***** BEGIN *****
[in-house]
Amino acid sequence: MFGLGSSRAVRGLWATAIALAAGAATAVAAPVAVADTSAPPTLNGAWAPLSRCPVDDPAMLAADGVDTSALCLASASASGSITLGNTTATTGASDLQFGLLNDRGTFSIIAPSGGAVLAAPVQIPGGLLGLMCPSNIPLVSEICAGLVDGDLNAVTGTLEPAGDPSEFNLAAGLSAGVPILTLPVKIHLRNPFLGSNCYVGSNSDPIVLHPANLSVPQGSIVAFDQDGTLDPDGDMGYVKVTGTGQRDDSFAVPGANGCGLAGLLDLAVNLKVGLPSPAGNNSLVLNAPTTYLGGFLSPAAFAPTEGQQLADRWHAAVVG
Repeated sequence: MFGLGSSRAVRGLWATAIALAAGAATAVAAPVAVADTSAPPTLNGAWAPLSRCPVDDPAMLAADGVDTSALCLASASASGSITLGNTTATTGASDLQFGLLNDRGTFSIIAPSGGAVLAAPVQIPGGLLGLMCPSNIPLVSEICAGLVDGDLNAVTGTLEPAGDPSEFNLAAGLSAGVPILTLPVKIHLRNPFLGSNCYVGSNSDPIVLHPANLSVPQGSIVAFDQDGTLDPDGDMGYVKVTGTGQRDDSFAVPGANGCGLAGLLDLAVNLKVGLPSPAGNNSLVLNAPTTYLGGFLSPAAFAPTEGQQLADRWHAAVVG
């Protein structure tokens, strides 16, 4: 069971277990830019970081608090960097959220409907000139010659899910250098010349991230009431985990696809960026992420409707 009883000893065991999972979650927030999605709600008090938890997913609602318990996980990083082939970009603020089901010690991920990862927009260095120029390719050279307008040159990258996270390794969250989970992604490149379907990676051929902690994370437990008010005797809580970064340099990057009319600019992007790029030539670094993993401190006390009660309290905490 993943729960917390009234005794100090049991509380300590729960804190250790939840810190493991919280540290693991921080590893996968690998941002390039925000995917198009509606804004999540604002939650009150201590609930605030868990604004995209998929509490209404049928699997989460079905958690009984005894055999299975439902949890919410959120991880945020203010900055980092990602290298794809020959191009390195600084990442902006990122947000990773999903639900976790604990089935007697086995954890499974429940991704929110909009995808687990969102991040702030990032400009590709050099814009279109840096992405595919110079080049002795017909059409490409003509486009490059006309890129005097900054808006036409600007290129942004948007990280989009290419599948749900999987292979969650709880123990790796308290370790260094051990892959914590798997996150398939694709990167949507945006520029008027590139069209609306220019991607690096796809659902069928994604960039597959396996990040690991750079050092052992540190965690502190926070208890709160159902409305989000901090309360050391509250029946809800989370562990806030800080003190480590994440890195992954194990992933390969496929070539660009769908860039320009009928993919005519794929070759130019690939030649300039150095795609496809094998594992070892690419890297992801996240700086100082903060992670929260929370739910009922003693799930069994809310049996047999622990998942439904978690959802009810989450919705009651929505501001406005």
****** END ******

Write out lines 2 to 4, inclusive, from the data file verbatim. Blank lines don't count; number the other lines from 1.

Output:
Amino acid sequence: MFGLGSSRAVRGLWATAIALAAGAATAVAAPVAVADTSAPPTLNGAWAPLSRCPVDDPAMLAADGVDTSALCLASASASGSITLGNTTATTGASDLQFGLLNDRGTFSIIAPSGGAVLAAPVQIPGGLLGLMCPSNIPLVSEICAGLVDGDLNAVTGTLEPAGDPSEFNLAAGLSAGVPILTLPVKIHLRNPFLGSNCYVGSNSDPIVLHPANLSVPQGSIVAFDQDGTLDPDGDMGYVKVTGTGQRDDSFAVPGANGCGLAGLLDLAVNLKVGLPSPAGNNSLVLNAPTTYLGGFLSPAAFAPTEGQQLADRWHAAVVG
Repeated sequence: MFGLGSSRAVRGLWATAIALAAGAATAVAAPVAVADTSAPPTLNGAWAPLSRCPVDDPAMLAADGVDTSALCLASASASGSITLGNTTATTGASDLQFGLLNDRGTFSIIAPSGGAVLAAPVQIPGGLLGLMCPSNIPLVSEICAGLVDGDLNAVTGTLEPAGDPSEFNLAAGLSAGVPILTLPVKIHLRNPFLGSNCYVGSNSDPIVLHPANLSVPQGSIVAFDQDGTLDPDGDMGYVKVTGTGQRDDSFAVPGANGCGLAGLLDLAVNLKVGLPSPAGNNSLVLNAPTTYLGGFLSPAAFAPTEGQQLADRWHAAVVG
């Protein structure tokens, strides 16, 4: 069971277990830019970081608090960097959220409907000139010659899910250098010349991230009431985990696809960026992420409707 009883000893065991999972979650927030999605709600008090938890997913609602318990996980990083082939970009603020089901010690991920990862927009260095120029390719050279307008040159990258996270390794969250989970992604490149379907990676051929902690994370437990008010005797809580970064340099990057009319600019992007790029030539670094993993401190006390009660309290905490 993943729960917390009234005794100090049991509380300590729960804190250790939840810190493991919280540290693991921080590893996968690998941002390039925000995917198009509606804004999540604002939650009150201590609930605030868990604004995209998929509490209404049928699997989460079905958690009984005894055999299975439902949890919410959120991880945020203010900055980092990602290298794809020959191009390195600084990442902006990122947000990773999903639900976790604990089935007697086995954890499974429940991704929110909009995808687990969102991040702030990032400009590709050099814009279109840096992405595919110079080049002795017909059409490409003509486009490059006309890129005097900054808006036409600007290129942004948007990280989009290419599948749900999987292979969650709880123990790796308290370790260094051990892959914590798997996150398939694709990167949507945006520029008027590139069209609306220019991607690096796809659902069928994604960039597959396996990040690991750079050092052992540190965690502190926070208890709160159902409305989000901090309360050391509250029946809800989370562990806030800080003190480590994440890195992954194990992933390969496929070539660009769908860039320009009928993919005519794929070759130019690939030649300039150095795609496809094998594992070892690419890297992801996240700086100082903060992670929260929370739910009922003693799930069994809310049996047999622990998942439904978690959802009810989450919705009651929505501001406005």